CEO 75-4 -- January 6, 1975
INTERPRETATION OF THE TERM "SHALL ACCEPT" AS USED IN s. 112.313(5), F.S.
To: Shelton Kemp, Executive Director, Bicentennial Commission of Florida, Tallahassee
Prepared by: Gene L. "Hal" Johnson
Provisions prohibiting conflicting employment under s. 112.313(5), F. S., as amended by Ch. 74-177, Laws of Florida, are violated where Professor Samuel Proctor, a member of the Florida Bicentennial Commission, accepted an editorship offered by the University of Florida Press for a Bicentennial Commission book series prior to the effective date of the act. The law applies to the relationships between officials and those working under their supervision or control, not to the technical time sequence of when the conflicting employment began.
Does the employment of Professor Proctor, a commission member, as editor of a series of books produced by the University of Florida Press (UFP), present a conflict of interest under s. 112.313(5), F. S., when the Bicentennial Commission has contracted with UFP for the production of this book series?
This question is answered in the affirmative.
The facts as set forth in your letter disclose that the Bicentennial Commission has undertaken a project to produce a facsimile series of historically significant out-of-print books. The commission has entered into an agreement with the University of Florida Press (UFP) whereby UFP will provide the technical assistance necessary for producing the series. Subsequent to this agreement, the press secured a University of Florida history professor, Dr. Samuel Proctor, to act as editor of the entire series of books.
The question you seek answered is whether the employment by UFP of Professor Proctor, who is also a Bicentennial Commission member, constitutes a conflict of interest on the part of Professor Proctor under s. 112.313(5), F. S., as amended by Ch.
74-177, Laws of Florida.
The pertinent conflict of interest provision states in part:
No public officer or employee of an agency shall accept other employment with any business entity subject to the regulation of, or doing business with, an agency of which he is an officer or employee . . . . [Section 112.313(5), supra.]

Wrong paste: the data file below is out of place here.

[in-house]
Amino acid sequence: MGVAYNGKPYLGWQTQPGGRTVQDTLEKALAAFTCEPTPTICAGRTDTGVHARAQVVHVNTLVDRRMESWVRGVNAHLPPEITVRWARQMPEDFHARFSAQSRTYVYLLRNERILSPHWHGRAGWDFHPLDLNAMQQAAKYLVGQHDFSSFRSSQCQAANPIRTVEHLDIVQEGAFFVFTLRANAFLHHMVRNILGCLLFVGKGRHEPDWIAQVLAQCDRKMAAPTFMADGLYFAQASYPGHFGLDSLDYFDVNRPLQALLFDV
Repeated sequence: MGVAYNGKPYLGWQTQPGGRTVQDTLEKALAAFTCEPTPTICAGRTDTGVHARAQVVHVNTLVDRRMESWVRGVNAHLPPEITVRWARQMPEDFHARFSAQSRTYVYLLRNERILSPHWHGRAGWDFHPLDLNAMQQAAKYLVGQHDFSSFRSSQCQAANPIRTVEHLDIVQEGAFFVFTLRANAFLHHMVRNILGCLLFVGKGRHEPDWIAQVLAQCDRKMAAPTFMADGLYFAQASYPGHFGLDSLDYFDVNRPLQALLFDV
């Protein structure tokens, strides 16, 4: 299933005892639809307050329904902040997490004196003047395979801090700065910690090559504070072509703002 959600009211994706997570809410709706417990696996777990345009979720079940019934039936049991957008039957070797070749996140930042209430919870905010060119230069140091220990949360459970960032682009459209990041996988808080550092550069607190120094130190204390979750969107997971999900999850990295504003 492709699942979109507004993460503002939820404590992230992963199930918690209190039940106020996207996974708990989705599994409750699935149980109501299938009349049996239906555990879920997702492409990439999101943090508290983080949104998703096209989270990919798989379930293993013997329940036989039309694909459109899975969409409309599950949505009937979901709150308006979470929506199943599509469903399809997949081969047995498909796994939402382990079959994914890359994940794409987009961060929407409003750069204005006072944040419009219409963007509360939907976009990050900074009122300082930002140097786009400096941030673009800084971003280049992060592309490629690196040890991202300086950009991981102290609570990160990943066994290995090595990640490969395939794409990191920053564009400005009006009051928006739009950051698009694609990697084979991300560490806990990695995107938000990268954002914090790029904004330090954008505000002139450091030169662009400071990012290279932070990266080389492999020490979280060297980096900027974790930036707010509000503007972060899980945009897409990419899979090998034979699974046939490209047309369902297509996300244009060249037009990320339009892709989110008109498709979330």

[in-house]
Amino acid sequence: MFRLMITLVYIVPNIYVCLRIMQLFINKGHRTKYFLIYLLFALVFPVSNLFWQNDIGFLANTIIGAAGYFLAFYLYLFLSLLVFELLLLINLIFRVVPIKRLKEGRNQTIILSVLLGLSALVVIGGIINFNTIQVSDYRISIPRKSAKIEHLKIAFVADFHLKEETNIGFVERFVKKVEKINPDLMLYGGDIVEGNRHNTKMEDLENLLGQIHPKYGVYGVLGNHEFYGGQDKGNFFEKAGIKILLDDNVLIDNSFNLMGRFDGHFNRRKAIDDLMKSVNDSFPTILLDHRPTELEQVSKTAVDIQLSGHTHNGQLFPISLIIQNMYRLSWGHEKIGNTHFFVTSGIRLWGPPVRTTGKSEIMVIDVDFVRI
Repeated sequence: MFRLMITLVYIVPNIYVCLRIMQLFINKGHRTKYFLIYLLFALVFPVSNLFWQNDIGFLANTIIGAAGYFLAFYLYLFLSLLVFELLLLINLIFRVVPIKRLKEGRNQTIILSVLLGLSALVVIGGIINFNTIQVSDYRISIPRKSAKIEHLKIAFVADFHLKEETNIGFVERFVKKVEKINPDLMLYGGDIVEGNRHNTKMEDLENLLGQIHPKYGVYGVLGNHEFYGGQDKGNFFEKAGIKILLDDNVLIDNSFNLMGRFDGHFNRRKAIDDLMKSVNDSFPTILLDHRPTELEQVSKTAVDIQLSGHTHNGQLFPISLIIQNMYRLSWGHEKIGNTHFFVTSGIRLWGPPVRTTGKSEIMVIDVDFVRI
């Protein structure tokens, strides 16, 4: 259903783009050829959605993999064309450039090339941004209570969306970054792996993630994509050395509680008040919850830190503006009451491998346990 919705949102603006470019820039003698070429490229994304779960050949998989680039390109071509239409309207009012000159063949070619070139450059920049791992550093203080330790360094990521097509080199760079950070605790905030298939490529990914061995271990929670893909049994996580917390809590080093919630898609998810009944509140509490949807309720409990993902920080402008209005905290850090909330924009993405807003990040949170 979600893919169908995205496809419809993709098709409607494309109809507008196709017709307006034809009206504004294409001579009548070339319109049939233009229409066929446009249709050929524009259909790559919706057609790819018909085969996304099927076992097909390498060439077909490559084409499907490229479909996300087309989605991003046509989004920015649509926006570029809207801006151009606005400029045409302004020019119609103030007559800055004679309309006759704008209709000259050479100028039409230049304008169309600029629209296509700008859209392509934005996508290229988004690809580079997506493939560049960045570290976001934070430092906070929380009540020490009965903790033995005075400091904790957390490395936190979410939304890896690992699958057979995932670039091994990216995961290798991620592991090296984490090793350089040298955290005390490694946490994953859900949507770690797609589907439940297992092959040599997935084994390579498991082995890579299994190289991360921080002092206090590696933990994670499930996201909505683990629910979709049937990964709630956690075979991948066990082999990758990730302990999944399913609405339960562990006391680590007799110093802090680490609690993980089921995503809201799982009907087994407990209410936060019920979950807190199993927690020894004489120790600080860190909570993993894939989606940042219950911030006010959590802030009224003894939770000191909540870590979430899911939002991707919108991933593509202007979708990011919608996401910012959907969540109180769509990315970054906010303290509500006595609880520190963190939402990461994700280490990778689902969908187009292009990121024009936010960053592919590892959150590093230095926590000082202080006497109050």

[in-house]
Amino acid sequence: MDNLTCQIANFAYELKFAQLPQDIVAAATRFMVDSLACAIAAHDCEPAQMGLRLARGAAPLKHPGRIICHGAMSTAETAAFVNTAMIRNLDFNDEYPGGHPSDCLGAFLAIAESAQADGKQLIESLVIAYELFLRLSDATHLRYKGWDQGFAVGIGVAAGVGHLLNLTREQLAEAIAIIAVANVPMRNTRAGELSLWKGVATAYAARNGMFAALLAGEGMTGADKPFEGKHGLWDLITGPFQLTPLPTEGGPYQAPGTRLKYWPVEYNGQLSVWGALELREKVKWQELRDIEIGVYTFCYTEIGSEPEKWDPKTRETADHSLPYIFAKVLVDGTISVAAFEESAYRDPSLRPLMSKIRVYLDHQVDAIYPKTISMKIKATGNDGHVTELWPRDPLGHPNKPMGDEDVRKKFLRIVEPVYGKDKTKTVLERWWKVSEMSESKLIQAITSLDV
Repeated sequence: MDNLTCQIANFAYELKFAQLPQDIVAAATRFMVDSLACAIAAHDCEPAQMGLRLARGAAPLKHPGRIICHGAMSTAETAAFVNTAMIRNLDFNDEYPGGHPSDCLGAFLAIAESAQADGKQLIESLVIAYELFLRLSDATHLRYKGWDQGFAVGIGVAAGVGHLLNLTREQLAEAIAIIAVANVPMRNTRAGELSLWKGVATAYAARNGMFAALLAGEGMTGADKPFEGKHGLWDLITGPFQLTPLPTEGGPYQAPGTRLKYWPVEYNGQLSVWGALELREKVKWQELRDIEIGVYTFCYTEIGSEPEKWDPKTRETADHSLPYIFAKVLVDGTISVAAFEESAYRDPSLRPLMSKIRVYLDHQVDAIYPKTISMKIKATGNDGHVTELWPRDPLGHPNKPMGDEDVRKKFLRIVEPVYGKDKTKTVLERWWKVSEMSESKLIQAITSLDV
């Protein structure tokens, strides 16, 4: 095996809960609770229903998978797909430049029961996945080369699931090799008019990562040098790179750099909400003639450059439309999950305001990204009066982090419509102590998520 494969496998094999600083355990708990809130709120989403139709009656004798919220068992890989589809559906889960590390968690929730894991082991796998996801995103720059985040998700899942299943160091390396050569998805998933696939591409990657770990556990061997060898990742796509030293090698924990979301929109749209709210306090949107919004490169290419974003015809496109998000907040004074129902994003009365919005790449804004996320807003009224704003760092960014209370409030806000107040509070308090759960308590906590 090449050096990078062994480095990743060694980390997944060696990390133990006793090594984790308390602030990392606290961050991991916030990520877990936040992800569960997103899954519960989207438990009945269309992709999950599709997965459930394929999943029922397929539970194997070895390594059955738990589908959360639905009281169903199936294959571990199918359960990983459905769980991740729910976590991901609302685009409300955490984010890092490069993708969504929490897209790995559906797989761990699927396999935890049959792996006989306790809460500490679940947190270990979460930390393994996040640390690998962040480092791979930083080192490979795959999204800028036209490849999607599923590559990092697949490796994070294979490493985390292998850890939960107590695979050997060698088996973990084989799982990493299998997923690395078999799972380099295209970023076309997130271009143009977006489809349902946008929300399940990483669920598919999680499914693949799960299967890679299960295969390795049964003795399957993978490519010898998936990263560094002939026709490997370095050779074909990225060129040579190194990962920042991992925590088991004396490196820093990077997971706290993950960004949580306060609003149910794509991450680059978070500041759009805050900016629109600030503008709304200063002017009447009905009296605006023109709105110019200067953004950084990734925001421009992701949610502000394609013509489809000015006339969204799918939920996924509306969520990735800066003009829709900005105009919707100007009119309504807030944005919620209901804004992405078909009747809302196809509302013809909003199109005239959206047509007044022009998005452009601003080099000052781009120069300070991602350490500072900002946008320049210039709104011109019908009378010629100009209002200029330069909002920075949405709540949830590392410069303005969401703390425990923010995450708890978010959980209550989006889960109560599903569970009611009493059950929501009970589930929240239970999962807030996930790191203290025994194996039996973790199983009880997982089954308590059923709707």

As a member of the Bicentennial Commission, Professor Proctor is a public officer within the meaning of that term as defined in s. 112.312(7)(b), F. S. Under the express language of the provision, the continuation of his employment as editor of the book series does in our opinion constitute a conflict of interest.
While it may arguably appear that the term "shall accept" has reference only to the initial acceptance of employment, such an interpretation cannot stand. The result would be that officers or employees having initially accepted the conflicting employment prior to the effective date of the act would be "grandfathered" in under the provision. It is the independent relationship between officials and those working under their supervision and control that the law seeks to foster. And this purpose cannot be thwarted by the technical time sequence of precisely when a conflict first arose. We do not believe that this was the legislative intent, nor do we think it is a reasonable interpretation of the terms of the law itself.
Accordingly, we must conclude that the continuation of existing employment constitutes acceptance under the terms of the above-quoted provision, s. 112.313(5), supra, and, therefore, Professor Proctor's position as editor of the UFP book series creates a prohibited conflict of interest under s. 112.313(5), supra.